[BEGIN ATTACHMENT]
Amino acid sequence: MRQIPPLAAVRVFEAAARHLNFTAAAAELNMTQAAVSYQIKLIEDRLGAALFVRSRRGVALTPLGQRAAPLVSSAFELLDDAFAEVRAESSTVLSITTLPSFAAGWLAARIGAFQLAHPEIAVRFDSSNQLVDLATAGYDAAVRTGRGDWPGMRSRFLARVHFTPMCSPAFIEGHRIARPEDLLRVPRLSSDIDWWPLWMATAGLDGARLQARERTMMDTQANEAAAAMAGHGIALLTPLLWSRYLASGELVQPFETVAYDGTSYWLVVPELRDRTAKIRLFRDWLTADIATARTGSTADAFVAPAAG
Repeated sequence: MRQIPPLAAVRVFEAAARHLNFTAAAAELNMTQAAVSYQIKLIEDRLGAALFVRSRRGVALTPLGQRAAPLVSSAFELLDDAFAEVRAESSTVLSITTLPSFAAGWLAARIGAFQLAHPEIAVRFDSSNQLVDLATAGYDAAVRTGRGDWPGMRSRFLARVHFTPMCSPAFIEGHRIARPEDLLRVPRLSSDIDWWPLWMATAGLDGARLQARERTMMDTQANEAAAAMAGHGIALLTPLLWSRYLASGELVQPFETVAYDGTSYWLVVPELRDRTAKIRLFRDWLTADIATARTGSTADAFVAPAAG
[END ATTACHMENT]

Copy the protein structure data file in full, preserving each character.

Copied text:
Amino acid sequence: MRQIPPLAAVRVFEAAARHLNFTAAAAELNMTQAAVSYQIKLIEDRLGAALFVRSRRGVALTPLGQRAAPLVSSAFELLDDAFAEVRAESSTVLSITTLPSFAAGWLAARIGAFQLAHPEIAVRFDSSNQLVDLATAGYDAAVRTGRGDWPGMRSRFLARVHFTPMCSPAFIEGHRIARPEDLLRVPRLSSDIDWWPLWMATAGLDGARLQARERTMMDTQANEAAAAMAGHGIALLTPLLWSRYLASGELVQPFETVAYDGTSYWLVVPELRDRTAKIRLFRDWLTADIATARTGSTADAFVAPAAG
Repeated sequence: MRQIPPLAAVRVFEAAARHLNFTAAAAELNMTQAAVSYQIKLIEDRLGAALFVRSRRGVALTPLGQRAAPLVSSAFELLDDAFAEVRAESSTVLSITTLPSFAAGWLAARIGAFQLAHPEIAVRFDSSNQLVDLATAGYDAAVRTGRGDWPGMRSRFLARVHFTPMCSPAFIEGHRIARPEDLLRVPRLSSDIDWWPLWMATAGLDGARLQARERTMMDTQANEAAAAMAGHGIALLTPLLWSRYLASGELVQPFETVAYDGTSYWLVVPELRDRTAKIRLFRDWLTADIATARTGSTADAFVAPAAG